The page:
The Park-Machine

When we go to a park, we say we get intimate with nature. When we are sitting on the grass of Washington Square Park, or playing Chinese chess on the rock of Columbus Park, our eyes are fulfilled by green, our noses are filled of fresh smell, and our skins are touched by the sunshine. We feel comfortable and happy in nature.

However, can we actually call a park natural? Is it on the side of physis, instead of poiesis, according to Marx and ancient philosophers?

Last summer, I went to a Chinese national park with my dad, where nobody lives except for a few shepherds. When I saw the fabulous grassland, I immediately stepped on it and ran around. After a while, an administrator who worked there saw me, and came to stop me immediately. He asked me to walk on the road instead of the grass. I was confused, we can do whatever we want on the grass in Washington Square Park, why can’t I walk on the grass there? My father told me, the grasses in the parks are artificial – they are designed for people’s steps and activities; but the grasses in nature, in real nature, they are delicate and fragile and could be harmed seriously from human activities. 


The natural grassland in Xinjiang, China.

I started to think, how much of the nature in Washington Square Park is actually natural, and how much of it is artificial?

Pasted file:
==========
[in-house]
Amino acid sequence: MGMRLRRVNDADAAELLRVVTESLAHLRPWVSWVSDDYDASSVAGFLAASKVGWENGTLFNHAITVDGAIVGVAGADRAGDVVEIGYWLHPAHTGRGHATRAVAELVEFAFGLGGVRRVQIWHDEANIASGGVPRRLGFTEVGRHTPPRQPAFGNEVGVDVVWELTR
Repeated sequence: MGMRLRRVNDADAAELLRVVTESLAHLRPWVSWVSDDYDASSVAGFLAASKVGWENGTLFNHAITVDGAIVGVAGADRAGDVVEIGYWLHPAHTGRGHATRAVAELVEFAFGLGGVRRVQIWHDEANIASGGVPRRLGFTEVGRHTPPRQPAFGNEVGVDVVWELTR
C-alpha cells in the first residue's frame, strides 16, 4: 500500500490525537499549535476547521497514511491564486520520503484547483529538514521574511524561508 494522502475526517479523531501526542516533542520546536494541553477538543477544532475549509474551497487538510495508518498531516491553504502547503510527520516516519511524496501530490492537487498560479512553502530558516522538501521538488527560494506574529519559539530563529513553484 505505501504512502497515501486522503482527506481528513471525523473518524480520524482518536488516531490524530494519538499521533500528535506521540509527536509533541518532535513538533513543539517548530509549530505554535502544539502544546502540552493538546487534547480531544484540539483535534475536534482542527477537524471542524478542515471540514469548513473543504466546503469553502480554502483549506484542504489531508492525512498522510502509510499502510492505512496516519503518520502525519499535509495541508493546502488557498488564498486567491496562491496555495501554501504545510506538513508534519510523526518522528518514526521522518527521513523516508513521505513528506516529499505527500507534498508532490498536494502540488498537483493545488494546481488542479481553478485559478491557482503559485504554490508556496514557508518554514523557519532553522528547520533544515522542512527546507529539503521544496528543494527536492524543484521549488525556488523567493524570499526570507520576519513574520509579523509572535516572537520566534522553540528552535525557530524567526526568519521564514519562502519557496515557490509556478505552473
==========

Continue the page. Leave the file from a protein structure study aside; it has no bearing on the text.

American people like to sit on grasses, enjoy the sunshine or rest under a tree, so most of the parks in New York have exactly what they want – grasses, trees, fountains, benches. Chinese people like to sit on chairs and play card games or chess, so Columbus Park has lots of tables, chairs, but much less grasses and benches.


People playing cards in Columbus Park.

Parks in New York are actually designed by humans, according to the needs and habits of residents nearby. We create parks; we create the nature we need. When we need nature, we don’t actually go to nature; we go to the nature we create for ourselves. These parks are on the side of poiesis, instead of physis.

These parks are actually product of humans: we use grass seeds from nature, change their genes and recreate it with labor, then we create a park with use value to humans. It also has four causes, like other machines humans create – material, formal, final, and efficient.

So we come this surprising conclusion – these parks, where we enjoy nature, are actually machines created by humans. They are designed to be used by humans. They are artificial nature, which are created according to our desire and need. 

——–Sabrina Hao

~ by Sabrina on September 25, 2013.

5 Responses to “The Park-Machine”

  1. I was really intrigued by this title and the picture of cute old people would make me have to read it .

  2. I’d go back to this blog because the image at the top captured me. It looks peaceful and I have a background in horseback riding.

  3. The bright blue sky and the green plains really contrast each other well, and draw my interest. Good Job!

  4. Soyoon – the color of the sky is so vibrant and surreal that it makes me stop and take a closer look at it

  5. Beautiful pics that look very personal and seem to capture interactions/meanings. Also, not too long! Which is awesome.

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